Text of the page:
Esther Duflo wants you to think like a plumber | ReThinking with Adam Grant
Nobel laureate Esther Duflo shares her unique perspective on economics, poverty, and human motivation in a conversation with Adam Grant.
She discusses her unconventional journey into economics, her groundbreaking experiments to combat poverty, and her insights on what truly motivates people.
She also debunks common myths about poverty and discusses how to make meaningful progress towards solving complex societal problems.
I didn’t come here to get a great job. I came here to study development economics. – Esther Duflo
Women in Leadership Roles
Duflo’s research on women in leadership roles in India reveals that women are more likely to run for and be elected to office if they have seen other women in leadership roles.
However, societal attitudes towards women in leadership roles still need to change, as voters often have negative impressions of these trailblazing women.
Fluidity of Beliefs and Attitudes
Duflo highlights the fluidity of beliefs, attitudes, and tastes, arguing that they are influenced by a variety of factors including environment, social norms, and personal behavior.
She suggests that people’s views are not as deeply ingrained as they might seem, and that behavior is more fluid than discourse.
This disbelief that others are much more sensitive to financial incentive than I am is pretty frequent and I think the belief in the just world is definitely a part of it. – Esther Duflo
Motivated Beliefs and Behavior Change
The concept of ‘motivated beliefs’, beliefs influenced by a person’s desires or motivations, can be used to encourage behavior change.
Duflo shares an example of a large-scale experiment involving Facebook ads encouraging people not to travel during the holidays due to COVID-19.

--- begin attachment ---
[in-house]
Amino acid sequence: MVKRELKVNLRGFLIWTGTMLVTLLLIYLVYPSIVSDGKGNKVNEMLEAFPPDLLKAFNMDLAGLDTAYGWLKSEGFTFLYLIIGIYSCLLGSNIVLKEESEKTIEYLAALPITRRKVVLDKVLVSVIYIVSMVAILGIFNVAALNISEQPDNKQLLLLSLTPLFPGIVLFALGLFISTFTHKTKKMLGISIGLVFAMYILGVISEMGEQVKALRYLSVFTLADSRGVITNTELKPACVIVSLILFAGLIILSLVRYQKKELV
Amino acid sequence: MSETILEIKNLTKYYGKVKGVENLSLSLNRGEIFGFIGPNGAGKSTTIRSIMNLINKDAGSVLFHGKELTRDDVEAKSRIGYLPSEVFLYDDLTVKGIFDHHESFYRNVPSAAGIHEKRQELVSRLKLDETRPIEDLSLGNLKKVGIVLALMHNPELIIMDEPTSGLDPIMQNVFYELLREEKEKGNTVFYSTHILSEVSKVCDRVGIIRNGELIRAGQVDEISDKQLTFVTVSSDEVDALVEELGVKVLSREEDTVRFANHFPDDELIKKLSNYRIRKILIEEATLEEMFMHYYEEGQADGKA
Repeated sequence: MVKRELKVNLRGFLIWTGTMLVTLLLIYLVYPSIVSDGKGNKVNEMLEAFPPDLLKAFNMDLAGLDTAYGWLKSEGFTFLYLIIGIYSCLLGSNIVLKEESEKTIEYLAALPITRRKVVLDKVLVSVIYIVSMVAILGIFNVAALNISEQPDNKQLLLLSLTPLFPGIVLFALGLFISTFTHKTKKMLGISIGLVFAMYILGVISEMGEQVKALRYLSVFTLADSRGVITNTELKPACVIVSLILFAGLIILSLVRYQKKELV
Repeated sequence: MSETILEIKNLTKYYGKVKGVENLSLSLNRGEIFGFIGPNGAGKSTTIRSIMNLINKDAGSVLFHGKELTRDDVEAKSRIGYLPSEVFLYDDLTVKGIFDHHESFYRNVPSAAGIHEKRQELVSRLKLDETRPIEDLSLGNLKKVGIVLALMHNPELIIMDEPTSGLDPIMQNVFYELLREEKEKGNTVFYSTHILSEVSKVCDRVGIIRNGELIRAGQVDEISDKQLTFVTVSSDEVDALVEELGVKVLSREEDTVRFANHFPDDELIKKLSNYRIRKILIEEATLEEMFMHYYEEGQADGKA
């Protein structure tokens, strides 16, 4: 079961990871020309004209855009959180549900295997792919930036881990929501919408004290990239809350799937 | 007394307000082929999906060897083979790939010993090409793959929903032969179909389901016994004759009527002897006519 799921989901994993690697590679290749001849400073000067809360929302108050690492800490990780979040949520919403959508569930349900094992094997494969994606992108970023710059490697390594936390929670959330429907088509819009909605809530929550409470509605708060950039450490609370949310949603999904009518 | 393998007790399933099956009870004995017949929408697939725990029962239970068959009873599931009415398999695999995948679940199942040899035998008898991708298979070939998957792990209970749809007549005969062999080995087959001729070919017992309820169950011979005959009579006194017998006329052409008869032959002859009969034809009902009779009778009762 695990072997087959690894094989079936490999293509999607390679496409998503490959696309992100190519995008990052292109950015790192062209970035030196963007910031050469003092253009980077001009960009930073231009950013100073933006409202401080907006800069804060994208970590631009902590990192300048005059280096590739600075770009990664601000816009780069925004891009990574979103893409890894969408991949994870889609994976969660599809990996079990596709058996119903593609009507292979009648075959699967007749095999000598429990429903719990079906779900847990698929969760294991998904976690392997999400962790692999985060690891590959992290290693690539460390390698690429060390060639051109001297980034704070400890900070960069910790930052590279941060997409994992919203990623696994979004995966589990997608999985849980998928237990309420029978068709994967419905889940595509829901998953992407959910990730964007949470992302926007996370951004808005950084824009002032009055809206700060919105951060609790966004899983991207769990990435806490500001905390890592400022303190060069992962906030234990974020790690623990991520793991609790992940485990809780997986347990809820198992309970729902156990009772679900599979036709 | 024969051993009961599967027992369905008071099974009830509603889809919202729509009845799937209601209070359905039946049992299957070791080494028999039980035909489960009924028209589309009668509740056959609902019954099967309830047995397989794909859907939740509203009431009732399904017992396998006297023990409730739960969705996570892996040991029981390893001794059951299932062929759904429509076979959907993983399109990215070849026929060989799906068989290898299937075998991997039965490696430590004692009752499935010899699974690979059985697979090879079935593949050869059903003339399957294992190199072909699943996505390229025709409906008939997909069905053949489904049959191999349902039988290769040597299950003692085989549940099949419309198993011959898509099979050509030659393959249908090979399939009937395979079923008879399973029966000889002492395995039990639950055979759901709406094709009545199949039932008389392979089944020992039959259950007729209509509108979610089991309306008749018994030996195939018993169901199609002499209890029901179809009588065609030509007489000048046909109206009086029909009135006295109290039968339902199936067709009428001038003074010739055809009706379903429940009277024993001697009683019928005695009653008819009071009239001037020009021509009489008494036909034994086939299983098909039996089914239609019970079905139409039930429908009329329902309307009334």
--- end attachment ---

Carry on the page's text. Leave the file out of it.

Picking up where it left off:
The results showed that people were responsive to the ads and changed their behavior, regardless of their political affiliations.
Duflo discusses the concept of ‘revealed preference’, which suggests that people often discover their own preferences through their actions.
She argues that people are often confused about their own preferences and those of others, and that observing their own behavior can help clarify these preferences.
Economists as Plumbers
Duflo suggests that economists should be like plumbers, willing to try different approaches, fix problems as they arise, and learn from their mistakes.
Predicting human behavior is not as straightforward as predicting physical phenomena due to the complexity and unpredictability of human behavior.
Being close to the ground and understanding people’s views is more effective when designing and implementing programs.
This approach is more effective than trying to come up with universal laws of behavior.
Humility and willingness to learn from mistakes are key.
Logistics of Large-Scale Policies
Implementing large-scale policy changes in developing countries is challenging.
While it’s important to think about big questions, it’s also crucial to focus on the logistical details of implementing these policies.
This is referred to as the ‘plumbing’ part of the work.
Impact of Winning the Nobel Prize
Winning the Nobel Prize has given Duflo more opportunities to speak and influence policy, but her primary motivation remains the same: to make a difference by solving problems on the ground.
There is pressure to make the most of her increased influence and the importance of taking small steps every day towards solving larger problems.